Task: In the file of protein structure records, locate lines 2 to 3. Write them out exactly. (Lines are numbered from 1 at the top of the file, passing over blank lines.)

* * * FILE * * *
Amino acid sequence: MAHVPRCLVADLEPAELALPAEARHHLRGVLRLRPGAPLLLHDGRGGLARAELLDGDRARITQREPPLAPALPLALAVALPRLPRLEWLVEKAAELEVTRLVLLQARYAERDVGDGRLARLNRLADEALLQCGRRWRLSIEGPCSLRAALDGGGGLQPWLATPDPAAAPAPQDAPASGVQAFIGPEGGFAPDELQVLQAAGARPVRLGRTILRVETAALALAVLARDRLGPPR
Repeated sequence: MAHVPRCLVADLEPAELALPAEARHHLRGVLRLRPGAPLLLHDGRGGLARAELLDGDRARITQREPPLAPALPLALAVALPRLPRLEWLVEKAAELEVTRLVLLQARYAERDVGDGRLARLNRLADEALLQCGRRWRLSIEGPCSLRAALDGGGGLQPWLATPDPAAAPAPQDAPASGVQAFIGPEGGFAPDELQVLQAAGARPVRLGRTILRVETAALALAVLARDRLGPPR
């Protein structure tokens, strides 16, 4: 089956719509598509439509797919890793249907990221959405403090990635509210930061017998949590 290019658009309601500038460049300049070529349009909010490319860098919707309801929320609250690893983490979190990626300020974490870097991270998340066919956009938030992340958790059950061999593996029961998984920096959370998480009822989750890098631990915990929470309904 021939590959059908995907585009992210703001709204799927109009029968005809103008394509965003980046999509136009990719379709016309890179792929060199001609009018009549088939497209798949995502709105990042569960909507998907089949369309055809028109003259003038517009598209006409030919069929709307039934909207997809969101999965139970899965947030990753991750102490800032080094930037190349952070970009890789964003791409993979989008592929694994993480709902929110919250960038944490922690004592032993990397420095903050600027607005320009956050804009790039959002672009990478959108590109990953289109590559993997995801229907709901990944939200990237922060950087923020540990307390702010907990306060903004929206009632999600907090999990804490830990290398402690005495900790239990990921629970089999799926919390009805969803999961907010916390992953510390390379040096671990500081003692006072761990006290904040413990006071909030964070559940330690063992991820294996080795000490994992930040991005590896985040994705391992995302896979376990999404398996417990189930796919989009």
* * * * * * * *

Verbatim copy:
Repeated sequence: MAHVPRCLVADLEPAELALPAEARHHLRGVLRLRPGAPLLLHDGRGGLARAELLDGDRARITQREPPLAPALPLALAVALPRLPRLEWLVEKAAELEVTRLVLLQARYAERDVGDGRLARLNRLADEALLQCGRRWRLSIEGPCSLRAALDGGGGLQPWLATPDPAAAPAPQDAPASGVQAFIGPEGGFAPDELQVLQAAGARPVRLGRTILRVETAALALAVLARDRLGPPR
């Protein structure tokens, strides 16, 4: 089956719509598509439509797919890793249907990221959405403090990635509210930061017998949590 290019658009309601500038460049300049070529349009909010490319860098919707309801929320609250690893983490979190990626300020974490870097991270998340066919956009938030992340958790059950061999593996029961998984920096959370998480009822989750890098631990915990929470309904 021939590959059908995907585009992210703001709204799927109009029968005809103008394509965003980046999509136009990719379709016309890179792929060199001609009018009549088939497209798949995502709105990042569960909507998907089949369309055809028109003259003038517009598209006409030919069929709307039934909207997809969101999965139970899965947030990753991750102490800032080094930037190349952070970009890789964003791409993979989008592929694994993480709902929110919250960038944490922690004592032993990397420095903050600027607005320009956050804009790039959002672009990478959108590109990953289109590559993997995801229907709901990944939200990237922060950087923020540990307390702010907990306060903004929206009632999600907090999990804490830990290398402690005495900790239990990921629970089999799926919390009805969803999961907010916390992953510390390379040096671990500081003692006072761990006290904040413990006071909030964070559940330690063992991820294996080795000490994992930040991005590896985040994705391992995302896979376990999404398996417990189930796919989009």